Minority Shareholder

If the transaction involves a minority shareholder disposing their interest on the open market, a discounted rate of stamp duty may be applied. The below table sets out some of these discounted rates:

% of Shareholding

Discounted Rate[1]

75% or greater

No discount, but on occasion a 5% discount may be applied if the shareholding is less than 80%


50% plus one share or higher






25% plus one share or more

Between 30% - 40%


Less than 25%

Between 50% and 70%


1% Shareholding

Up to 90%



It is important to be aware that this discount only applies for capital gains tax purposes. In addition, there is an anti-avoidance measure contained in section 550 of the Tax Consolidation Act, 1997. Under this section, in the event shares are being disposed of in tranches, stamp duty is applied is the greater value apportioned rateably over the separate disposals.

Stamp Duty Returns  

Stamp duty is payable to the Revenue Commissioners of Ireland via the online system ROS within 30 days after the instrument transferring the shares is executed, with an additional 14 day grace period. If stamp duty is not paid within the 44 days, a late filing surcharge will be incurred.

Where the stamp duty is paid after 44 days but within 92 days of the date of the execution of the instrument, a surcharge at a rate of 5% of the unpaid stamp duty is applied. This surcharge is capped at €12,695. After the 92 day period, a surcharge at a rate of 10% of the amount of the unpaid stamp duty is applied. This surcharge is capped at €69,485. In addition, interest is also applied at a rate of 0.0219% per day or part of a day where the unpaid duty exceeds €30.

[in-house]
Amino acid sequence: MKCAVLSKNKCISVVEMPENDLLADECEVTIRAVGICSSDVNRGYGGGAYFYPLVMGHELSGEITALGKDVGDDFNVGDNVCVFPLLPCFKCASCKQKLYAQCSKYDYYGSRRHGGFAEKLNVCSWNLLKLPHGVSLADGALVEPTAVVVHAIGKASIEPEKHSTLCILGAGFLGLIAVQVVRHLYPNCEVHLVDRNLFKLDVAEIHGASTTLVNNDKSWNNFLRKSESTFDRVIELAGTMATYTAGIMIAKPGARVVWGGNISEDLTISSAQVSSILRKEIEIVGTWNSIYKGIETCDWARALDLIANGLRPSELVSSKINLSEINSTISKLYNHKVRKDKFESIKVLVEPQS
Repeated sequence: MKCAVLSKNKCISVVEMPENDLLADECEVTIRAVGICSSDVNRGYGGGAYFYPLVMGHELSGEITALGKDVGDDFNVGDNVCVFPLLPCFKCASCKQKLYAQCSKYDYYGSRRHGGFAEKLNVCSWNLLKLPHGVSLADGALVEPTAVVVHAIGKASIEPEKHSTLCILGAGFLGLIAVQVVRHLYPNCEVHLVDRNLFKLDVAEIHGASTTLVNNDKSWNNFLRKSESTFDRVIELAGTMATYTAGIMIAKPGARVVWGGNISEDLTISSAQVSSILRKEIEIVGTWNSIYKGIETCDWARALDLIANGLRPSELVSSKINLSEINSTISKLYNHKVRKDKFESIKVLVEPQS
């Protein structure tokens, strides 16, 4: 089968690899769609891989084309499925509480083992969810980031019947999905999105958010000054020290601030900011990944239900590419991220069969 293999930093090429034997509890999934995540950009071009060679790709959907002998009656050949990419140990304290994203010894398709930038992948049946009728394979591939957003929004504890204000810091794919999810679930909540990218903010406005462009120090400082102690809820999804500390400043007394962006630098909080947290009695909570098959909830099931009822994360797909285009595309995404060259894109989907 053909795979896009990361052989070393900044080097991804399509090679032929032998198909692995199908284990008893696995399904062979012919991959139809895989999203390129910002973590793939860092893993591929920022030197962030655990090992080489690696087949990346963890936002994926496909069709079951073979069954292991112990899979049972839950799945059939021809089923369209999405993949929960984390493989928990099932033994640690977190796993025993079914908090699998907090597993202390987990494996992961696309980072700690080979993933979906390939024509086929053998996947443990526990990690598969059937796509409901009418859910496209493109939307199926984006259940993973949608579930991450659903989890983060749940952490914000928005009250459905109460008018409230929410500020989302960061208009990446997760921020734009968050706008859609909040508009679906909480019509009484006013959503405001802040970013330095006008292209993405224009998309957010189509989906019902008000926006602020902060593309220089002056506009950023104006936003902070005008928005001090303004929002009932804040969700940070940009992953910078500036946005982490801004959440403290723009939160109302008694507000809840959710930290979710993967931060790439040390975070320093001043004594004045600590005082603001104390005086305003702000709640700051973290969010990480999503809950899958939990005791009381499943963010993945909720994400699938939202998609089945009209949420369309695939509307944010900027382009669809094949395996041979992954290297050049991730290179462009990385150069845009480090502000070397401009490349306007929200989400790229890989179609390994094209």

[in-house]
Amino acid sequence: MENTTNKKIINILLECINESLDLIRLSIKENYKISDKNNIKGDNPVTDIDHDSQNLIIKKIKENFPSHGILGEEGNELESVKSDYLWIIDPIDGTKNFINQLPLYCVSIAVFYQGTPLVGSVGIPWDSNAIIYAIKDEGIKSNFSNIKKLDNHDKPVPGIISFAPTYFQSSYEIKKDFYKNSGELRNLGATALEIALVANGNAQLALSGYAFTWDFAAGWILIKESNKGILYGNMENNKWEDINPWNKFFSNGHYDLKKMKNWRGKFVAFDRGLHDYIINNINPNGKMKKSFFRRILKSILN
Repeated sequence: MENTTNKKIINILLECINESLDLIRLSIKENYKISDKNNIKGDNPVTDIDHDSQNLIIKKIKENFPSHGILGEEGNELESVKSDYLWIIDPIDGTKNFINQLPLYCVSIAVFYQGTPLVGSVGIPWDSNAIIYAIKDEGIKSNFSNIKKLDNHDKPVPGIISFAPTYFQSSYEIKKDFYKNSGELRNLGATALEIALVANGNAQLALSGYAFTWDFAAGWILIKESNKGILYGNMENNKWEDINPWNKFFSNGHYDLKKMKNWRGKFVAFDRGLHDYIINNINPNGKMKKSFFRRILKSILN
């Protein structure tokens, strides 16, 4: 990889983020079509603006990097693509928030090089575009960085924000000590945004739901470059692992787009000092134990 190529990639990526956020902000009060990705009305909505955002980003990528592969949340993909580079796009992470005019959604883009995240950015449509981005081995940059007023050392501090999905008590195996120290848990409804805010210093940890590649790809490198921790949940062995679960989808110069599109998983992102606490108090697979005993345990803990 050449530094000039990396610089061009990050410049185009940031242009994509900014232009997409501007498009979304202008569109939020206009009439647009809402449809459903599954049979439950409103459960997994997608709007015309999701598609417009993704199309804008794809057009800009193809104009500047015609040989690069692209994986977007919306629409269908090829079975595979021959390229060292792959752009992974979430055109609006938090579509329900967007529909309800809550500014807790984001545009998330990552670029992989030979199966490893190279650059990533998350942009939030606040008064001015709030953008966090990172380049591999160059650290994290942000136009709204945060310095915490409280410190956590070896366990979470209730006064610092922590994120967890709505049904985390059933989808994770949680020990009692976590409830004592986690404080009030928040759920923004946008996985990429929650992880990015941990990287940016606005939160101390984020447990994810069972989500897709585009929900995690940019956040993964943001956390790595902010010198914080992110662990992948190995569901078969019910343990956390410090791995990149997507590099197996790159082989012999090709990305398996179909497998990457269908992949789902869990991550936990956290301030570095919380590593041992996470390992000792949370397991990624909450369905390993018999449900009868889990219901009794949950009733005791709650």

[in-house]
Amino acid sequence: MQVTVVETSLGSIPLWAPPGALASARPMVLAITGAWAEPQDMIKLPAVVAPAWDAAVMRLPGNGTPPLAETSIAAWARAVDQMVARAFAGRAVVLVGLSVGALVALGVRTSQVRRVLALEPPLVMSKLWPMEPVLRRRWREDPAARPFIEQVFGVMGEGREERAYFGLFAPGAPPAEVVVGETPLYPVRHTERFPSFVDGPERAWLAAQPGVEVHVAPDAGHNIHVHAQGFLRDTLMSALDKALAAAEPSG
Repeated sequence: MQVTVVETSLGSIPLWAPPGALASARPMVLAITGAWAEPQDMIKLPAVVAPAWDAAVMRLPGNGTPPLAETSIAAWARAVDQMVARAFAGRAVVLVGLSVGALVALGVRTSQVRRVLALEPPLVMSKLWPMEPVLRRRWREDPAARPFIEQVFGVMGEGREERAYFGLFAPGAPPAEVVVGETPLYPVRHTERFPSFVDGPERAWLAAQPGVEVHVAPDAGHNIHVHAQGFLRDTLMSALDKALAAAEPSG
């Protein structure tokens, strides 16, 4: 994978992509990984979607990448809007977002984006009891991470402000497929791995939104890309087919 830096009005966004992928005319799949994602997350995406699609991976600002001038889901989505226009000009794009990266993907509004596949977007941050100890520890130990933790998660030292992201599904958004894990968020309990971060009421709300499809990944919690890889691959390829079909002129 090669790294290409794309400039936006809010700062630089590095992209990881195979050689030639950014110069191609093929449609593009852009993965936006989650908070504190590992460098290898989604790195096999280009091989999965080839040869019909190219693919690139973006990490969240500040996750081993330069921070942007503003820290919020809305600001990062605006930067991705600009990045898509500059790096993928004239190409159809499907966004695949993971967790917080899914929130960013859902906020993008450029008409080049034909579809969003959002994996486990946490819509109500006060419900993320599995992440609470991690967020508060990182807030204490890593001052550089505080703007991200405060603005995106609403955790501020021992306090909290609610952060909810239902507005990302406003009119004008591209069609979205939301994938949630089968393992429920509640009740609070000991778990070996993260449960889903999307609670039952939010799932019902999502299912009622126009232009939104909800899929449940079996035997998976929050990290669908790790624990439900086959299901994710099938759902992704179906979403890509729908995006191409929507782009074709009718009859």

A Personal Public Service Number is required for an individual transferor/transferee and a tax reference number is required where a party is a body corporate.

Finally, in cases where there are multiple transferors, at least one of the transferors is a non-Irish resident and does not have a Personal Public Service Number or a tax reference number and there is one single transferee, not all transferors require tax reference numbers.

If you have any queries in relation to the above, or are looking for more information in relation to stamp duty generally, please contact our corporate team.

[1] Please note that this table is based on a similar table published by Chartered Accountants Ireland in 'The Valuation of Businesses and Shares: A Practitioner's Perspective' by Des Peelo and Law Society of Ireland Guidance at

About Ogier

Ogier is a professional services firm with the knowledge and expertise to handle the most demanding and complex transactions and provide expert, efficient and cost-effective services to all our clients. We regularly win awards for the quality of our client service, our work and our people.


This client briefing has been prepared for clients and professional associates of Ogier. The information and expressions of opinion which it contains are not intended to be a comprehensive study or to provide legal advice and should not be treated as a substitute for specific advice concerning individual situations.

Regulatory information can be found under Legal Notice